Peter also spoke of the possibility of erring from the truth: “For if after they have escaped the pollutions of the world through the knowledge of the Lord and Saviour Jesus Christ, they are again entangled therein, and overcome, the latter end is worse with them than the beginning. For it had been better for them not to have known the way of righteousness, than, after they have known it, to turn from the holy commandment delivered unto them. But it happened unto them according to the true proverb, The dog is turned to his own vomit again; and the sow that was washed to her wallowing in the mire” (2 Peter 2:20-22).
Peter was not speaking of people who, though having a knowledge of salvation, had never actually become converted members of Gods true church. Had he had the unconverted (unsaved) in view, he would not have described them as people who “have escaped the pollutions of the world.” Further, if loss of salvation were not in view, it would have made no sense for Peter to say that “the latter end is worse with them than the beginning.”
If a person could not resist the power of grace drawing him to the Faith, then surely grace would not allow him to depart from the Faith once he arrived. Yet, Paul warned of apostasy: “Now the spirit speaketh expressly, that in the latter times some shall depart form the faith, giving heed to seducing spirits, and doctrines of devils” (1 Timothy 4:1).
Giving heed to evil spirits is one way to fall from grace. The love of money is another way. In the same epistle, Paul warned: “For the love of money is the root of all evil: which while some coveted after, they have erred [margin: “been seduced”] from the faith, and pierced themselves through with many sorrows” (1 Timothy 6:10).
If Paul didn’t believe it was possible to fall from grace, it would have been pointless for him to exhort Timothy to “Fight the good fight of faith, lay hold on eternal life, whereunto thou art called, and hast professed a good profession before many witnesses” (verse 12).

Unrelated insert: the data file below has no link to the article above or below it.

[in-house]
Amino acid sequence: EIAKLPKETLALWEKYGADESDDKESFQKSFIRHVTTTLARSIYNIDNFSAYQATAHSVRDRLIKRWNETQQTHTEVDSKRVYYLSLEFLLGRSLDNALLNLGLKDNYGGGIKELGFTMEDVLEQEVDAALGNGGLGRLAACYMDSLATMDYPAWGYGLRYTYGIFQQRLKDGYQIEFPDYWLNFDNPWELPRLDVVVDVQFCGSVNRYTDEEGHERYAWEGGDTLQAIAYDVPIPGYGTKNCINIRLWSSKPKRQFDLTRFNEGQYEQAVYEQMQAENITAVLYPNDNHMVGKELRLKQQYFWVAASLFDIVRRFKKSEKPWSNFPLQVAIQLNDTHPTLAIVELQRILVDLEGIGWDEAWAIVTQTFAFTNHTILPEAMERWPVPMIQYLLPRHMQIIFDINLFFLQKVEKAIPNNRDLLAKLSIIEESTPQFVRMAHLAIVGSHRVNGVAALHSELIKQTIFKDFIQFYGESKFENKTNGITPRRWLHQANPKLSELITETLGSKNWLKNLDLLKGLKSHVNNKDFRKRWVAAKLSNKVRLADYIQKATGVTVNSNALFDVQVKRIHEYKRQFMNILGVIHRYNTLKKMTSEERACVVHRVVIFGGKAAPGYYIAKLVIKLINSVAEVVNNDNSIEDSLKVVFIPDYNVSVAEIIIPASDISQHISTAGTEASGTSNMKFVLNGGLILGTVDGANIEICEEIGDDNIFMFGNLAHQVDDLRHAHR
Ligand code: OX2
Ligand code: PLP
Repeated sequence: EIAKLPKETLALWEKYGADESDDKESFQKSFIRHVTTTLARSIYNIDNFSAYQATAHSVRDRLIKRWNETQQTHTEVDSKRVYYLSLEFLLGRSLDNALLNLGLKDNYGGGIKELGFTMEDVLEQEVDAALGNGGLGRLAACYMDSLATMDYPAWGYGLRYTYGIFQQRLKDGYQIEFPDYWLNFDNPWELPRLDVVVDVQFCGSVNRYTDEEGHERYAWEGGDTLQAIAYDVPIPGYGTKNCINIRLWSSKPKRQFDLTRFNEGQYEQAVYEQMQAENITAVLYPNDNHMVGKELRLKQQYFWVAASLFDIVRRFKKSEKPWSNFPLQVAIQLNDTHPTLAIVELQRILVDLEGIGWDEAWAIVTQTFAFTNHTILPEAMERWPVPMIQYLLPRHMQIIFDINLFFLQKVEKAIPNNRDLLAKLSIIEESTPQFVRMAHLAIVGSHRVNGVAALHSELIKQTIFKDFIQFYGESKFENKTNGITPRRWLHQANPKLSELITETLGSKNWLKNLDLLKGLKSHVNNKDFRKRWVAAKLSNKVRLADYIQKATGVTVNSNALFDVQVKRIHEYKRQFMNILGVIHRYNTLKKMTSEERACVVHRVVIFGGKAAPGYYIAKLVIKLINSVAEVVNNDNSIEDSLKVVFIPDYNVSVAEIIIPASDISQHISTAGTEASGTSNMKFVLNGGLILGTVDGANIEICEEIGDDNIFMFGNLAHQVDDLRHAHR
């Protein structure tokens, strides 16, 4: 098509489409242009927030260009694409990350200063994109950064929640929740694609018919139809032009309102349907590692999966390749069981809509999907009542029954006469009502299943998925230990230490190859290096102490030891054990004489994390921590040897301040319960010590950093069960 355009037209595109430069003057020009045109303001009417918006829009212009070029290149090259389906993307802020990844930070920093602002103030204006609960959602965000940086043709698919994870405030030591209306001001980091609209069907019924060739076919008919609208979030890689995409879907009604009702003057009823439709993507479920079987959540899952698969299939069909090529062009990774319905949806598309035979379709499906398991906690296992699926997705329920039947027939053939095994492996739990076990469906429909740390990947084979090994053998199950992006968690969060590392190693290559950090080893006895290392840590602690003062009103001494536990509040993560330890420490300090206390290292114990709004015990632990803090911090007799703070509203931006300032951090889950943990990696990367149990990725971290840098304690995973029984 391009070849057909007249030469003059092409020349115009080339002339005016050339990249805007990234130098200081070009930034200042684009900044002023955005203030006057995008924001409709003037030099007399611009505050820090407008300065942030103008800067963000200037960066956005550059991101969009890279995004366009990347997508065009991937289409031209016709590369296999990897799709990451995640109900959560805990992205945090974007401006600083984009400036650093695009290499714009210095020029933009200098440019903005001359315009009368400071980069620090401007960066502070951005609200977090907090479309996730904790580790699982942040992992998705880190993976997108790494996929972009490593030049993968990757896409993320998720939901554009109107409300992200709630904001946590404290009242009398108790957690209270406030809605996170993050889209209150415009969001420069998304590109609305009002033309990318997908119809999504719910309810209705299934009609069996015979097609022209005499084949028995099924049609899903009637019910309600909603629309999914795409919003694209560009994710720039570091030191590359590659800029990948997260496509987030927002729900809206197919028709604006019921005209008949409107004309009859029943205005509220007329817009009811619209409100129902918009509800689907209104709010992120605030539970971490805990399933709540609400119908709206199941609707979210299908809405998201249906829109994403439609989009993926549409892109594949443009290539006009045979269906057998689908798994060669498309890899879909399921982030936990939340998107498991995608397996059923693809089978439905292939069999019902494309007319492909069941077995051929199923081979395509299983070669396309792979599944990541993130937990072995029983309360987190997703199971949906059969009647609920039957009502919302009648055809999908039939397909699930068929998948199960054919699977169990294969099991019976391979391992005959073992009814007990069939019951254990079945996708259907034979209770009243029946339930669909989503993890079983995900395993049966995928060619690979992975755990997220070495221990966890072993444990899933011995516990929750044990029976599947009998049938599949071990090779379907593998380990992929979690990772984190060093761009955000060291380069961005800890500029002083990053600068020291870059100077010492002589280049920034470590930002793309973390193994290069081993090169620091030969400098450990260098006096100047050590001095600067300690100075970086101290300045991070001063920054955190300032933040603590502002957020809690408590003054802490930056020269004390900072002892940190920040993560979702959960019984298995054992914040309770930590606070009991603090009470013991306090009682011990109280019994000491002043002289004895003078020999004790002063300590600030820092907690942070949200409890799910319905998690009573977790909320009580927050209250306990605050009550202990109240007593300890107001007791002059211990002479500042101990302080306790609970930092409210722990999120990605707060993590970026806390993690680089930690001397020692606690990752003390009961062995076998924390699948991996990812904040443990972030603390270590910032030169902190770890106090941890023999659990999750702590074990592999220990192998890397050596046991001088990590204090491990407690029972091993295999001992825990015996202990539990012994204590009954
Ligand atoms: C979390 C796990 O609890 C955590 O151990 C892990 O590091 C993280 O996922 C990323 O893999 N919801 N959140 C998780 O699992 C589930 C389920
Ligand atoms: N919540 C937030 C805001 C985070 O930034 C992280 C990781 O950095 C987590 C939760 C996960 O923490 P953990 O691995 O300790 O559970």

Of course, those who believe in the “once saved, always saved” doctrine have ways of “explaining” all the above scriptures. But anyone who simply reads the above passages, and realizes that the scriptural authors used ordinary language in order to convey the truth as clearly as possible, should have no difficulty in understanding the truth of this matter.
On the Positive Side
The fact that salvation can be lost may be troubling to some, especially those who have for years believed the opposite. But it shouldn’t be, for there are as man—if not more—words of assurance as there are words of warning. The believer is not left alone, with no real assurance of salvation. We lose out only when we choose to do so. But many passages of Scripture speak of God’s faithfulness, of His ability to keep and help us, of His promise to never forsake us.
Some of the most encouraging words of Scripture are found in Romans the eighth chapter. Paul wrote: “If God be for us, who can be against us? He that spared not His own Son, but delivered Him up for us all, how shall He not with Him also freely give us all things? Who shall lay any thing to the charge of God’s elect? It is God that justifieth.
“Who is he that condemneth? It is Christ that died, yea rather, that is risen again, who is even at the right hand of God, who also maketh intercession for us. Who shall separate us from the love of Christ? Shall tribulation, or distress, or persecution, or famine, or nakedness, or peril, or sword? As it is written, For thy sake we are killed all the day long: we are accounted as sheep for the slaughter.
“Nay, in all these thing we are more than conquerors through Him that loved us” (Romans 8:31-37).
If we have come to God through faith in Jesus Christ, we are not half-conquerors, nor are we just conquerors; we are more than conquerors—so says your Bible! Not only have we been declared righteous on the basis of faith, but we have the assurance that God, Who loved us enough to send His son to this earth tot die an excruciatingly painful death in our stead, will not just give up on us.
When we err, He gives us every opportunity, nudges us with His Holy Spirit, chastens us that we may see the error of our way and repent. He assures us that there will never come a trial too great to endure, as long as we keep our eyes on Christ. And we can rest assured that He is always there, always willing to hear our confessions, forgive us our transgressions, help us through difficult times.“Let us therefore come boldly unto the throne of grace, that we may obtain mercy, and find grace to help in time of need” (Hebrews 4:16). “If we confess our sins, He is faithful and just to forgive us our sins, and to cleanse us from all unrighteousness” (1 John 1:9)